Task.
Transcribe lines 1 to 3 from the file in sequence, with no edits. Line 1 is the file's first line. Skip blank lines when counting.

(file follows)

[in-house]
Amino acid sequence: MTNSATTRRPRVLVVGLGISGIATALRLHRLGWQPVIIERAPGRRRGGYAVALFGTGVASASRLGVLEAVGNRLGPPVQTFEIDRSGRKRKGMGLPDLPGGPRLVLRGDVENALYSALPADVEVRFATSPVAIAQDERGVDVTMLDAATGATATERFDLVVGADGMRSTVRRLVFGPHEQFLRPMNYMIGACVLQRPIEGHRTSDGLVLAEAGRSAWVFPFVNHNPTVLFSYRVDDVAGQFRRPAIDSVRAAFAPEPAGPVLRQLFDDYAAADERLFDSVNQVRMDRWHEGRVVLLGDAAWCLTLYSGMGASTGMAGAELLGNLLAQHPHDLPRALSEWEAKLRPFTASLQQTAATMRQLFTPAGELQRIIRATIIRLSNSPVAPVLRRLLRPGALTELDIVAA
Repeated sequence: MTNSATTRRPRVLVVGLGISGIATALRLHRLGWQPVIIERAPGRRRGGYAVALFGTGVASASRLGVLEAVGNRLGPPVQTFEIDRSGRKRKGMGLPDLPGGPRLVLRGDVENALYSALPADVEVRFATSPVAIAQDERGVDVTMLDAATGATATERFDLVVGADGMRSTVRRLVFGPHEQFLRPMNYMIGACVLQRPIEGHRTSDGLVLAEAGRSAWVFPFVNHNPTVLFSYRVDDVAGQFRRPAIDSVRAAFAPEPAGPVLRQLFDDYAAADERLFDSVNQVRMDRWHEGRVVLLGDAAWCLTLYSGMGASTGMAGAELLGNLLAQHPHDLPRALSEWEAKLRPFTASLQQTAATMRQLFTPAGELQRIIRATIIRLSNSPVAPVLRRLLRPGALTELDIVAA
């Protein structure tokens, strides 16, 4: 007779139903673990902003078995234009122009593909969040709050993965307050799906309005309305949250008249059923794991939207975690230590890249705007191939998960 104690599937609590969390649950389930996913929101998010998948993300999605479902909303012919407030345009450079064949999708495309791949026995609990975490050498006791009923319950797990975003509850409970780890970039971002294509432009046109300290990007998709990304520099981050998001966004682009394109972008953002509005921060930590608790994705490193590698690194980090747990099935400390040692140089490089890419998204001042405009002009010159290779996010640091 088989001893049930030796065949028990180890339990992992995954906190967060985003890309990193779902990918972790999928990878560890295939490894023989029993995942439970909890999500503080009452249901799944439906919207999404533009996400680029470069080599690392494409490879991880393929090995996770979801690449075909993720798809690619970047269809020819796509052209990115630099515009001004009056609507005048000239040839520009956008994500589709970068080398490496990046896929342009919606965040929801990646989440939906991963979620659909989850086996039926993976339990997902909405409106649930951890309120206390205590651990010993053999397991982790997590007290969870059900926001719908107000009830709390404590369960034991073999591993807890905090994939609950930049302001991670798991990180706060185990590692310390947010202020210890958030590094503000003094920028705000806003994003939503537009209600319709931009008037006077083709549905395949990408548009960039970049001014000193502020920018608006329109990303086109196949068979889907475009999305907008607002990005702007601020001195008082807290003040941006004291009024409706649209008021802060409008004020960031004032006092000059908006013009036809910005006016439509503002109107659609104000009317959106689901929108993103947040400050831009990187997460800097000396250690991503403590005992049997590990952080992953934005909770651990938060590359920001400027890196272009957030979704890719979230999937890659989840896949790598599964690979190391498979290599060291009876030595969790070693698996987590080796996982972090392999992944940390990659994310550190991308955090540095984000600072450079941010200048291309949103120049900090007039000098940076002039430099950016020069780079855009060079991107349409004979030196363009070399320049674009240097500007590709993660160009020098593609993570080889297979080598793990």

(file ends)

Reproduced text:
[in-house]
Amino acid sequence: MTNSATTRRPRVLVVGLGISGIATALRLHRLGWQPVIIERAPGRRRGGYAVALFGTGVASASRLGVLEAVGNRLGPPVQTFEIDRSGRKRKGMGLPDLPGGPRLVLRGDVENALYSALPADVEVRFATSPVAIAQDERGVDVTMLDAATGATATERFDLVVGADGMRSTVRRLVFGPHEQFLRPMNYMIGACVLQRPIEGHRTSDGLVLAEAGRSAWVFPFVNHNPTVLFSYRVDDVAGQFRRPAIDSVRAAFAPEPAGPVLRQLFDDYAAADERLFDSVNQVRMDRWHEGRVVLLGDAAWCLTLYSGMGASTGMAGAELLGNLLAQHPHDLPRALSEWEAKLRPFTASLQQTAATMRQLFTPAGELQRIIRATIIRLSNSPVAPVLRRLLRPGALTELDIVAA
Repeated sequence: MTNSATTRRPRVLVVGLGISGIATALRLHRLGWQPVIIERAPGRRRGGYAVALFGTGVASASRLGVLEAVGNRLGPPVQTFEIDRSGRKRKGMGLPDLPGGPRLVLRGDVENALYSALPADVEVRFATSPVAIAQDERGVDVTMLDAATGATATERFDLVVGADGMRSTVRRLVFGPHEQFLRPMNYMIGACVLQRPIEGHRTSDGLVLAEAGRSAWVFPFVNHNPTVLFSYRVDDVAGQFRRPAIDSVRAAFAPEPAGPVLRQLFDDYAAADERLFDSVNQVRMDRWHEGRVVLLGDAAWCLTLYSGMGASTGMAGAELLGNLLAQHPHDLPRALSEWEAKLRPFTASLQQTAATMRQLFTPAGELQRIIRATIIRLSNSPVAPVLRRLLRPGALTELDIVAA